Finding a parking space in downtown Boca Raton is getting more difficult, according to a new parking study.
The city hired consultants Kimley-Horn to study public parking in downtown Boca Raton. The results were presented to the city’s Community Redevelopment Agency during a recent meeting.
The study indicated downtown is short 108 parking spaces during demand times like nights and weekends. By 2022, downtown will be short between 125 and 150 parking spaces and by 2040, downtown will be short between 250 and 350 parking spaces depending on development trends.
Downtown Boca has 1,275 public parking spaces currently. The most amount of spaces are located on the City Hall campus.
During a weekend count that was conducted on March 30, March 31 and April 1, a Thursday through Saturday night, the study indicates peak times for parking and calculates development trends to predict the number of spaces the city is short.
The study was conducted before new, popular eatery Louie Bossie opened, Mayor Susan Haynie said, noting parking has become even more difficult.
Chairman of the CRA Scott Singer said he heard from a restauranteur that said 10 reservations canceled when they couldn’t find parking at Mizner Park. The city had a summer concert series going on that night, which attracted thousands of people.
Knowing the city will be short parking and knowing that parking is changing with services like Lyft, Kimley-Horn representative Chris Heggen said cities addressing parking are going about it with flexibility.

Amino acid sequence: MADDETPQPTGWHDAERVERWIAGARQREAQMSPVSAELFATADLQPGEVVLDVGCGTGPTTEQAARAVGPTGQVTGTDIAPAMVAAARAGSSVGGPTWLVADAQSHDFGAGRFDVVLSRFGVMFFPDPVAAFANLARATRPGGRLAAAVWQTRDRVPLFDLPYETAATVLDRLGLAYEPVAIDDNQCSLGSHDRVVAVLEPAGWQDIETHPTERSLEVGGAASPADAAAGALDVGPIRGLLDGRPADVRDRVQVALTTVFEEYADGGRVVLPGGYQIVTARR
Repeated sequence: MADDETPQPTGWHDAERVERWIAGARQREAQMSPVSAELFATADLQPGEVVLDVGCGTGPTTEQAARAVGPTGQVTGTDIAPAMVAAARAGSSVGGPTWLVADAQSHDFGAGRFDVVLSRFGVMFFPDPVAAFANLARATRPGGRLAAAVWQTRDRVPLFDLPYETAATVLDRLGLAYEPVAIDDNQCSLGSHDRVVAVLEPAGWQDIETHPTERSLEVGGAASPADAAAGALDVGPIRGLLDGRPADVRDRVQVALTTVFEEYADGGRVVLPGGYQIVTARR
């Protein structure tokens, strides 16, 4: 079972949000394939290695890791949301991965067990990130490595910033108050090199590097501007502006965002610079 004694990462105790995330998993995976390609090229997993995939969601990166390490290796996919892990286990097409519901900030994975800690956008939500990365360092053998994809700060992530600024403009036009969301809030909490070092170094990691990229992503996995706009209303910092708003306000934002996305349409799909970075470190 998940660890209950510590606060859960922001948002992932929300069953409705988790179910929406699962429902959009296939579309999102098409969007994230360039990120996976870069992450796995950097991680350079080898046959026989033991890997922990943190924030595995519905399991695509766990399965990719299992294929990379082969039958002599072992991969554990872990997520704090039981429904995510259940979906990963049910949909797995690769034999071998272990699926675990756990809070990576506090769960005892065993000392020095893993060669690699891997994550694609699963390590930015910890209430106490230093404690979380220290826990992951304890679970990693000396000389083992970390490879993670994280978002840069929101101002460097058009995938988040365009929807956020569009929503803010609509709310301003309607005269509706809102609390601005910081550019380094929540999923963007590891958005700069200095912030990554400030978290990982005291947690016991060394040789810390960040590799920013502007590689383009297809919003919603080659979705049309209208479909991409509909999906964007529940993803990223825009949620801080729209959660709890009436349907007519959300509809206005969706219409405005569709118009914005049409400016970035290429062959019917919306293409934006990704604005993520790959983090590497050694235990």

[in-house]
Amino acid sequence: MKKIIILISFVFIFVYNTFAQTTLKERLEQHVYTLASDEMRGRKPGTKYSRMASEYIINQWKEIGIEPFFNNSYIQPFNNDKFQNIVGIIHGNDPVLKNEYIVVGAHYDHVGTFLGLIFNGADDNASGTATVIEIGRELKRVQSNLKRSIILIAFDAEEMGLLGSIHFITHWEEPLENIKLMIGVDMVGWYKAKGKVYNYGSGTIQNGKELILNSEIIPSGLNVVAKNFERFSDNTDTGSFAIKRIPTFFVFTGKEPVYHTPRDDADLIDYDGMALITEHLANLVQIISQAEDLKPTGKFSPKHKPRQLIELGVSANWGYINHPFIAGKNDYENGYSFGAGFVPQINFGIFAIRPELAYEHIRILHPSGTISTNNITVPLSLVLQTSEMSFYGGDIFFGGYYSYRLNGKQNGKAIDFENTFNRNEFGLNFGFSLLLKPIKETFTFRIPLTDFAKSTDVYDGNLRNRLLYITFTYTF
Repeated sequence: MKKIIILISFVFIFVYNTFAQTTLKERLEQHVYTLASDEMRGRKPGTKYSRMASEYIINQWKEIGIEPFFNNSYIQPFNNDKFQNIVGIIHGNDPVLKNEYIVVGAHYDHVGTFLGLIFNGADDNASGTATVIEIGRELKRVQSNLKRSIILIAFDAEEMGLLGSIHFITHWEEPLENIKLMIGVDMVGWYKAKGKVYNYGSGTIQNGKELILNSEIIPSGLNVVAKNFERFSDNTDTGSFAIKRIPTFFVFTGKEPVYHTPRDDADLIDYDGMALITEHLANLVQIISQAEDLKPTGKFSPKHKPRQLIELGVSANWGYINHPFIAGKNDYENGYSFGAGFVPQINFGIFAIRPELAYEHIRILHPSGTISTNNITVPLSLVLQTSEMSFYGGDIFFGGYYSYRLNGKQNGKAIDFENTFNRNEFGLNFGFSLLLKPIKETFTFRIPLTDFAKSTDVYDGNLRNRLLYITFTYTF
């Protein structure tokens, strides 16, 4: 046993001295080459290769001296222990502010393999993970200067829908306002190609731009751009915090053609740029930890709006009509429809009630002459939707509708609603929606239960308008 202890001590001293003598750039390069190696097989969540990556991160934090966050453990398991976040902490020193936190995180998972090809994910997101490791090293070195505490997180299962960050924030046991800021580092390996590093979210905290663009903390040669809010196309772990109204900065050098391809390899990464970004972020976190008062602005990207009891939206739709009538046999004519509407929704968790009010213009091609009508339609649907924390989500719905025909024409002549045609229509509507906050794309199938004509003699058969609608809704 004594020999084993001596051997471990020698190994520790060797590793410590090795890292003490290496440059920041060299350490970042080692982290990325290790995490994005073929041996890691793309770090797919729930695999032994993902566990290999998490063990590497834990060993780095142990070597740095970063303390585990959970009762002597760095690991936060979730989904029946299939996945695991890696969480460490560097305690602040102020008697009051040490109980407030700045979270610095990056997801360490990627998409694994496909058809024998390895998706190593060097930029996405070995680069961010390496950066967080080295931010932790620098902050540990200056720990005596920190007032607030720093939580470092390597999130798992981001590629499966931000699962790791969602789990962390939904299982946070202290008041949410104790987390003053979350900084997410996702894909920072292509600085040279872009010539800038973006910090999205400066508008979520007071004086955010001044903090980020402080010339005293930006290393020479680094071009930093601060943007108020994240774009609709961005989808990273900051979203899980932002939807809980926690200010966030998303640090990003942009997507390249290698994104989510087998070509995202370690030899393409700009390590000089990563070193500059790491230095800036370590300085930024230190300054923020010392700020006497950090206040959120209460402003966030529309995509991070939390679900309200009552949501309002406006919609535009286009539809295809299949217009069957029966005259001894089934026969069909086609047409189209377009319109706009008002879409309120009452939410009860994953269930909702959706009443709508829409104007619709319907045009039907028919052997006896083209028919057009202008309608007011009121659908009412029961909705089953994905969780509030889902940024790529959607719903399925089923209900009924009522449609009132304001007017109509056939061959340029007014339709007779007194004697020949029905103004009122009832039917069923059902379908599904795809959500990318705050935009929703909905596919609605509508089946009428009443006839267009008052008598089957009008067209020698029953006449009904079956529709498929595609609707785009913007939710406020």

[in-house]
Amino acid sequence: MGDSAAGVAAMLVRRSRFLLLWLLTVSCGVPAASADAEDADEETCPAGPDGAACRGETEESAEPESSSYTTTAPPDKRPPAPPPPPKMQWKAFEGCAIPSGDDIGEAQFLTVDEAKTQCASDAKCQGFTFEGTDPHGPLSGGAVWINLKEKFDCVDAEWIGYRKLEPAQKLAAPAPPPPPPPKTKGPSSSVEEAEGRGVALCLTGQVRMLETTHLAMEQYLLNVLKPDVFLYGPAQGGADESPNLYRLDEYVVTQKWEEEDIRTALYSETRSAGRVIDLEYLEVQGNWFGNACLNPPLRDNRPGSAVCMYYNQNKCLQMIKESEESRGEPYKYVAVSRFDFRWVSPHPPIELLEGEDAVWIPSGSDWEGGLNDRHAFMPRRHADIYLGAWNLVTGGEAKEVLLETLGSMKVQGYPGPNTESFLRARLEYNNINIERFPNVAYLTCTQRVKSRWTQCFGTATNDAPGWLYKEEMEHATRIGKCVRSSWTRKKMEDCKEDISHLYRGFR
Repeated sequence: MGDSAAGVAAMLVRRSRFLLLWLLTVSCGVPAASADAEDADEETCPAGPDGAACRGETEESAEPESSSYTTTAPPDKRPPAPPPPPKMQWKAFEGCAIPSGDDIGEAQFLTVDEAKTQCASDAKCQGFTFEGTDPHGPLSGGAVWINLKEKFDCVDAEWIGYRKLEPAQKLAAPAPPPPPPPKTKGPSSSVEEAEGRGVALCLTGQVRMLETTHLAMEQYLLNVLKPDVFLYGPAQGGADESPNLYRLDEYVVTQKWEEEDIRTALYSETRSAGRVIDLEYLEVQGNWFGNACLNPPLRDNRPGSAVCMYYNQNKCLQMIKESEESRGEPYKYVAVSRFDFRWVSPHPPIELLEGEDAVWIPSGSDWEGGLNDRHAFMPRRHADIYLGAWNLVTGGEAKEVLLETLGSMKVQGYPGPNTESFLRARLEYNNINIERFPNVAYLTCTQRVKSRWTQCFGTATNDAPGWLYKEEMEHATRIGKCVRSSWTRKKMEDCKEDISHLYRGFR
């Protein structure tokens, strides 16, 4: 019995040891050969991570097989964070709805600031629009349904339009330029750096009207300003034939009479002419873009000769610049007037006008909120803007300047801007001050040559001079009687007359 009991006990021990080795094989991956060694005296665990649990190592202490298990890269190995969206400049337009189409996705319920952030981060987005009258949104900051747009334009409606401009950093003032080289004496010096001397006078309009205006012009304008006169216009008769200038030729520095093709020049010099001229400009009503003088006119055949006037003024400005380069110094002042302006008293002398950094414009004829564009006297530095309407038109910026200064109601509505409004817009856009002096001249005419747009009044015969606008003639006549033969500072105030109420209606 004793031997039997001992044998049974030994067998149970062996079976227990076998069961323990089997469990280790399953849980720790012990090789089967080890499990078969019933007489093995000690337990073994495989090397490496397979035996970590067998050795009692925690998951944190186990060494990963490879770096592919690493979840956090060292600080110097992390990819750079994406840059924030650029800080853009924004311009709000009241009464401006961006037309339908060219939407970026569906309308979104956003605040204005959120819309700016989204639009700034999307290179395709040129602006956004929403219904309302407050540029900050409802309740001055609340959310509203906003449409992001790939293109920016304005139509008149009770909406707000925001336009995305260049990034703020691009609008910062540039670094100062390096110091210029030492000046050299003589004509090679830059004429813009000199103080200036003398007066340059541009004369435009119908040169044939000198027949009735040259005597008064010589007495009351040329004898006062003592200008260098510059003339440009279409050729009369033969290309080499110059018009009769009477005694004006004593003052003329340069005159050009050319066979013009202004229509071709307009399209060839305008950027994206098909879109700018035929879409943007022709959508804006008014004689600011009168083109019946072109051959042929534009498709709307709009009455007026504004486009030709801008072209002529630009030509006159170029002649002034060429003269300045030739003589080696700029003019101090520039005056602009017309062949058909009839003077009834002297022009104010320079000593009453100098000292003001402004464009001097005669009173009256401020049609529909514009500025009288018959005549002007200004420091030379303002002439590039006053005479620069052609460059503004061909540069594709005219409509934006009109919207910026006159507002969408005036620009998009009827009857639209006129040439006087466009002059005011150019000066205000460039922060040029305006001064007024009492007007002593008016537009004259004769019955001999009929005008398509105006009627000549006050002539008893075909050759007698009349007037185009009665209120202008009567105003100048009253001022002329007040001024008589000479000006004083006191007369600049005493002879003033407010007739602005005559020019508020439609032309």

“Parking has been something that has been relatively static,” Heggen said. “Ride sharing has changed the dynamic a lot.”
He said on-demand ride services and the idea of autonomous vehicles is going to affect the demand of parking. In anticipation of those changes, he said many cities looking at building parking structures are building with in ways that they can be easily retrofitted for other uses if they are not needed in the future. He said they are doing so by building them with higher ceilings and other mechanisms the will allow them to be easily converted into habitable spaces.
To address the parking shortage downtown, Heggen suggested several ideas for the city to look into including, adding a surface lot, building a parking structure, creating remote parking with a shuttle, incorporating parking into the new proposed government center or forming a public/private relationship with developers of downtown projects to allow for shared parking.
He said the city should look into all the options not just one. One of the issues with building a garage is that the city doesn’t currently own any land east of Mizner Boulevard. The agency board did not make any decisions on how to address the shortage.